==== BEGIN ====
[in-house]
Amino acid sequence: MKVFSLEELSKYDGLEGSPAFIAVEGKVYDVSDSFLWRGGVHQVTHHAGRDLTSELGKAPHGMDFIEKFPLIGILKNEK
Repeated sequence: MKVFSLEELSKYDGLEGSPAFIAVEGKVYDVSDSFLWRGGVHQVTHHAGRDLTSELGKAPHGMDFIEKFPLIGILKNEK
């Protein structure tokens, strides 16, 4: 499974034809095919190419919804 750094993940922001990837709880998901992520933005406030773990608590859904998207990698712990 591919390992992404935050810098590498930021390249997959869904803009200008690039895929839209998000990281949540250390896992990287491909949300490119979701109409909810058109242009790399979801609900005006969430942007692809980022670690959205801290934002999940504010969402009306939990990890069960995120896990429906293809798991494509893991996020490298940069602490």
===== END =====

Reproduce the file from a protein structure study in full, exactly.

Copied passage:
[in-house]
Amino acid sequence: MKVFSLEELSKYDGLEGSPAFIAVEGKVYDVSDSFLWRGGVHQVTHHAGRDLTSELGKAPHGMDFIEKFPLIGILKNEK
Repeated sequence: MKVFSLEELSKYDGLEGSPAFIAVEGKVYDVSDSFLWRGGVHQVTHHAGRDLTSELGKAPHGMDFIEKFPLIGILKNEK
């Protein structure tokens, strides 16, 4: 499974034809095919190419919804 750094993940922001990837709880998901992520933005406030773990608590859904998207990698712990 591919390992992404935050810098590498930021390249997959869904803009200008690039895929839209998000990281949540250390896992990287491909949300490119979701109409909810058109242009790399979801609900005006969430942007692809980022670690959205801290934002999940504010969402009306939990990890069960995120896990429906293809798991494509893991996020490298940069602490």